That’s no “Fiero fighter”, it would mop the floor with the Fiero… great car and story. The red chassis definitely has the SHO-style intake manifold. Sweet motor, had an ’89 SHO not long ago that was just a blast. It would spin tires through first and second gear and sounded amazing doing it; the speedometer would just lay over like it was connected directly to the skinny pedal.

    I wouldn’t be so quick to blame the Explorer for the GN34’s demise. Can’t see the GN34 being a high volume seller. Also consider that the Explorer didn’t require that much development money; the Bronco II and Ranger already had the new interior/exterior styling as of 1989, two years before the first Explorer, and the chassis and suspension were mainly carryovers with upgrades. About the only unique parts of the Explorer were the grill, interior and exterior from behind the front seats backward, and new wheel designs. It took the highest-spec Ranger parts and for little development cost made a ridiculously durable SUV.

    We should all be glad the 4.6 didn’t end up in the GN34. Bad enough we are still saddled with the Modular design, which took almost 15 years of development to make any real power. I really wish Ford had stuck with the Windsor longer and made a new generation OHV engine to replace it.

    1. Nick D.

      Yeah, as much as I love the Fiero, a mid-engine car with the Yamaha V6 would have been an absolute rocket ship (Although, the ’89 Fiero prototypes had 3400 Twin-Cams, which would have made it a bit more of an even fight)

    2. Gizzmowrx

      I asked a friend that works for Henry in Dearborn and he said it was the Exploder that killed it as well. Getting more info here and there from him since seeing this article and I REALLY want this car to exist now. Great move for the bottom line, depressing move for the Petrol Heads.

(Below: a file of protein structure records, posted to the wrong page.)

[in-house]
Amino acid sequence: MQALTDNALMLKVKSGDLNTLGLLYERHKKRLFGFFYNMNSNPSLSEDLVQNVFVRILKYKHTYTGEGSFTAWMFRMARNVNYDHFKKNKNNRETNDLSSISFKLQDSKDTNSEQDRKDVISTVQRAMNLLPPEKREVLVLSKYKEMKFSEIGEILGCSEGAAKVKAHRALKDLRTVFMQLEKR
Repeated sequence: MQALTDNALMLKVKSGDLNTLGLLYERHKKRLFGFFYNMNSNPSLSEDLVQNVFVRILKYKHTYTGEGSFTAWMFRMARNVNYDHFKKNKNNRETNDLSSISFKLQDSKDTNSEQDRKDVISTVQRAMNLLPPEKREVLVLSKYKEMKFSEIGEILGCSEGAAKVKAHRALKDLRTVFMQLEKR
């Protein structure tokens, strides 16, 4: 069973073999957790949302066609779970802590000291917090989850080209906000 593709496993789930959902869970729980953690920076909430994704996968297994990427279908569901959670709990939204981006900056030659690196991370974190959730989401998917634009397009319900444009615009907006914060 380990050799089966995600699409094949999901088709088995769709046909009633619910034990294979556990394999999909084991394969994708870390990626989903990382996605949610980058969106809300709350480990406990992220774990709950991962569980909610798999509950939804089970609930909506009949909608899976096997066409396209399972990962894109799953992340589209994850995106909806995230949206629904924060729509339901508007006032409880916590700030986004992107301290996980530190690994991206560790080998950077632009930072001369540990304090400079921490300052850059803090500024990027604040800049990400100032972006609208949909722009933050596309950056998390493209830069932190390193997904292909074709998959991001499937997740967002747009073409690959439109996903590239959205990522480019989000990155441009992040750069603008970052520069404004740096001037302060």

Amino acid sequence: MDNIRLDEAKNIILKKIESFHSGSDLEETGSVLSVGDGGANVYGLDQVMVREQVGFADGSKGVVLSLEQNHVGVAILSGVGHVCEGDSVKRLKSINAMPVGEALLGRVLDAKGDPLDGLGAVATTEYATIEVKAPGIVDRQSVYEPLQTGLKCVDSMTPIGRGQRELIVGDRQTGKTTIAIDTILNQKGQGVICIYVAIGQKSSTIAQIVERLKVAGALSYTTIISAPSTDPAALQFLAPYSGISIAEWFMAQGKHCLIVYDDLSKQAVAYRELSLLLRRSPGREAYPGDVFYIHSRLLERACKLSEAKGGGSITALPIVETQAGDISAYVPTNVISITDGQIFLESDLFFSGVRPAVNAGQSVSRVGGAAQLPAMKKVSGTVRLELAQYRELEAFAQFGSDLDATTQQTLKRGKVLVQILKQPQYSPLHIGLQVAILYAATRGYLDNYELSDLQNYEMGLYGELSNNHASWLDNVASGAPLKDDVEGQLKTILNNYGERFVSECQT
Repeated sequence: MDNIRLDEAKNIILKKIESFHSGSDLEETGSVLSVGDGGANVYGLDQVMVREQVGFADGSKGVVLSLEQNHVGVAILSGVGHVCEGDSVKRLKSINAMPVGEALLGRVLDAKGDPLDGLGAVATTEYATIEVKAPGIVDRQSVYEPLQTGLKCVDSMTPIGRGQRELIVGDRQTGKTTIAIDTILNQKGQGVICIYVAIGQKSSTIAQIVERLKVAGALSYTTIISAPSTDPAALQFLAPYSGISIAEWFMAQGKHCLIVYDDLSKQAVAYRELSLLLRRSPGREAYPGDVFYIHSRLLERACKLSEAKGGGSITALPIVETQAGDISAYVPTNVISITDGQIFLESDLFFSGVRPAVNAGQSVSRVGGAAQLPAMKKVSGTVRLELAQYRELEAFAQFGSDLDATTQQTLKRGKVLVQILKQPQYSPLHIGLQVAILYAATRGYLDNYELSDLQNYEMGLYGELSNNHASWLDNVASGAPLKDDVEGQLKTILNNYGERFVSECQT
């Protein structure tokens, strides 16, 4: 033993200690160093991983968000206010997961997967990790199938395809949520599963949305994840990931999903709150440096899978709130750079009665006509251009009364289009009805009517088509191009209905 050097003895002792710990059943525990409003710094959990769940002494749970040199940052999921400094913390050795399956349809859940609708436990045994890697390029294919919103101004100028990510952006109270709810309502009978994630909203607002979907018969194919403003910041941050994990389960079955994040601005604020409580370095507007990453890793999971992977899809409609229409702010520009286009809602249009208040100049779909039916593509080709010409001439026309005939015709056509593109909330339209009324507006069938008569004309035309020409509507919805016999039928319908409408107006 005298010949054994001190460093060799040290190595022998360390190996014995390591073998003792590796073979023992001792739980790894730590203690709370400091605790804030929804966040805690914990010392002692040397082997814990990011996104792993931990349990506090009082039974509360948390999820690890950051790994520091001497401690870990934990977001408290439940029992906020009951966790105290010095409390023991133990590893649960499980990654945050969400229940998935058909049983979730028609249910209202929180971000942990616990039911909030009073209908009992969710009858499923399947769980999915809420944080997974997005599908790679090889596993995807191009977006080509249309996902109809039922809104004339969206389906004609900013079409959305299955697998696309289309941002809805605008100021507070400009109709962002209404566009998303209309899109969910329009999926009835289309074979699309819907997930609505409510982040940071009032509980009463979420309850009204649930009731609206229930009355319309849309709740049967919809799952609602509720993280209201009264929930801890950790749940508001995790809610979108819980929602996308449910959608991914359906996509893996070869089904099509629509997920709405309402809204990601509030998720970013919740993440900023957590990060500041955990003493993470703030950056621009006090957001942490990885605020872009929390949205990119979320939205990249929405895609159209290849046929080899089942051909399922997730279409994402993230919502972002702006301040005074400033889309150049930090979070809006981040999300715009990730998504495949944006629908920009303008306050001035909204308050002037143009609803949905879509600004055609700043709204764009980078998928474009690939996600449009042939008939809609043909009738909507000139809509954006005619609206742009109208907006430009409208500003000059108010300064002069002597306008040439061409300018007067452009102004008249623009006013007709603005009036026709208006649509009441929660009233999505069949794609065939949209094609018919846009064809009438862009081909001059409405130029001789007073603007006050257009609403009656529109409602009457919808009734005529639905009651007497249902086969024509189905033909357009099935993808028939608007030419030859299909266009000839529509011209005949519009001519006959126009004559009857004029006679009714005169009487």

2. mooseface

    I’m not sure the Exploder is the ultimate symbol of suburban domestication, I’m pretty sure any one of GM’s wallowing behemoth SUVs pretty much fit the bill: big, boxy, stupid, and so grossly top-heavy and saddled with such poorly-made front-end tackle that anything rougher than a molehill would make the 4WD kerplode.

    1. Sumgai

      I’d be inclined to agree with you; I think the SUVs based on fullsize truck chassis are just too much. The Explorer from 91-02 was based on a Ranger-based light truck chassis, and never has been built on fullsize running gear. The Expedition, Excursion, Tahoe/Suburban and Durango are rarely used to their full designed capacity, and off-road their size and weight (and body cladding) work against them. In contrast the first and second generation Explorer were just as capable off road as the Jeep Cherokee.

      1. mooseface

        I’m with you there, and I think one of the eds here on BS nailed it on a recent station wagon post: the big full-sized SUVs have taken over the station wagon’s niche, but offer less. A wagon built with today’s tech would handle well, get good MPGs, ride comfortably, and fit just about anywhere. These full-sized SUVs offer none of those abilities at a higher overall cost to design, manufacture, purchase, operate, and insure, while at the same time offering a massive safety penalty and increased maintenance costs.

        The first-gen Exploders (and Bronco IIs) were great offroad rigs, especially the ones with the tried-and-true Vulcan 6. For Rubicon, I’d take a Wrangler or a Tacoma any day, but for backcountry exploring, camping and getting places, a first-gen Exploder is just about perfect.

          1. mooseface

            Was it Cologne?
            I always thought it was the Vulcan six, the 3.0 liter model.
            The Essex six was a good one, too.

          2. Bryan McTaggart Post author

            The SHO series of engines are their own, a Yamaha-based design, though they share the bell housing pattern with the Vulcan and the Essex due to ease of fitment.